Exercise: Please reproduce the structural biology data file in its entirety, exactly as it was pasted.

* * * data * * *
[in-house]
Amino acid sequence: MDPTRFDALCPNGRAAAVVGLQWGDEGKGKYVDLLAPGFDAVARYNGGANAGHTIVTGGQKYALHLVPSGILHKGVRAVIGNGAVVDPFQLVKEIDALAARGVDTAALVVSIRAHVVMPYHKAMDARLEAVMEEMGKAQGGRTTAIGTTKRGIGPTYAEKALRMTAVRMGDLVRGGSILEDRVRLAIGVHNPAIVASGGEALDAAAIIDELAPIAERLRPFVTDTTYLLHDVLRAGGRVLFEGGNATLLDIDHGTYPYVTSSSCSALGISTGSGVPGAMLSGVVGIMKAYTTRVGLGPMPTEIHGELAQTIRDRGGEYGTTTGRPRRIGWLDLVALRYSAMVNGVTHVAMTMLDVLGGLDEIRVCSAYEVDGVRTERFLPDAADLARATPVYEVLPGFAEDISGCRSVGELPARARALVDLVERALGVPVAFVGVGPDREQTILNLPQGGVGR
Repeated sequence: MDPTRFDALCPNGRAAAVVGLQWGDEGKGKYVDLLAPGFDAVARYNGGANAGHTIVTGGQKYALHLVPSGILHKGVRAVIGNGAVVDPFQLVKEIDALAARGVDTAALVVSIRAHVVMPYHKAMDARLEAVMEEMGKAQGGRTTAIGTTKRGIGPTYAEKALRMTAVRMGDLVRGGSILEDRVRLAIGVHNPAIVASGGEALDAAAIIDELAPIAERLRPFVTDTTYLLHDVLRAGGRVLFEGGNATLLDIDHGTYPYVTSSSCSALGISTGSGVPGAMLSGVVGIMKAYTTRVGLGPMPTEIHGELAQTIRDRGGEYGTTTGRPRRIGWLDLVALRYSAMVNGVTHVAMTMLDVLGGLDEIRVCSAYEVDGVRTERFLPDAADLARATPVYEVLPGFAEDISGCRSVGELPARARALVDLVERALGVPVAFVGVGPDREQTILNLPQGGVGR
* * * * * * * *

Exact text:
[in-house]
Amino acid sequence: MDPTRFDALCPNGRAAAVVGLQWGDEGKGKYVDLLAPGFDAVARYNGGANAGHTIVTGGQKYALHLVPSGILHKGVRAVIGNGAVVDPFQLVKEIDALAARGVDTAALVVSIRAHVVMPYHKAMDARLEAVMEEMGKAQGGRTTAIGTTKRGIGPTYAEKALRMTAVRMGDLVRGGSILEDRVRLAIGVHNPAIVASGGEALDAAAIIDELAPIAERLRPFVTDTTYLLHDVLRAGGRVLFEGGNATLLDIDHGTYPYVTSSSCSALGISTGSGVPGAMLSGVVGIMKAYTTRVGLGPMPTEIHGELAQTIRDRGGEYGTTTGRPRRIGWLDLVALRYSAMVNGVTHVAMTMLDVLGGLDEIRVCSAYEVDGVRTERFLPDAADLARATPVYEVLPGFAEDISGCRSVGELPARARALVDLVERALGVPVAFVGVGPDREQTILNLPQGGVGR
Repeated sequence: MDPTRFDALCPNGRAAAVVGLQWGDEGKGKYVDLLAPGFDAVARYNGGANAGHTIVTGGQKYALHLVPSGILHKGVRAVIGNGAVVDPFQLVKEIDALAARGVDTAALVVSIRAHVVMPYHKAMDARLEAVMEEMGKAQGGRTTAIGTTKRGIGPTYAEKALRMTAVRMGDLVRGGSILEDRVRLAIGVHNPAIVASGGEALDAAAIIDELAPIAERLRPFVTDTTYLLHDVLRAGGRVLFEGGNATLLDIDHGTYPYVTSSSCSALGISTGSGVPGAMLSGVVGIMKAYTTRVGLGPMPTEIHGELAQTIRDRGGEYGTTTGRPRRIGWLDLVALRYSAMVNGVTHVAMTMLDVLGGLDEIRVCSAYEVDGVRTERFLPDAADLARATPVYEVLPGFAEDISGCRSVGELPARARALVDLVERALGVPVAFVGVGPDREQTILNLPQGGVGR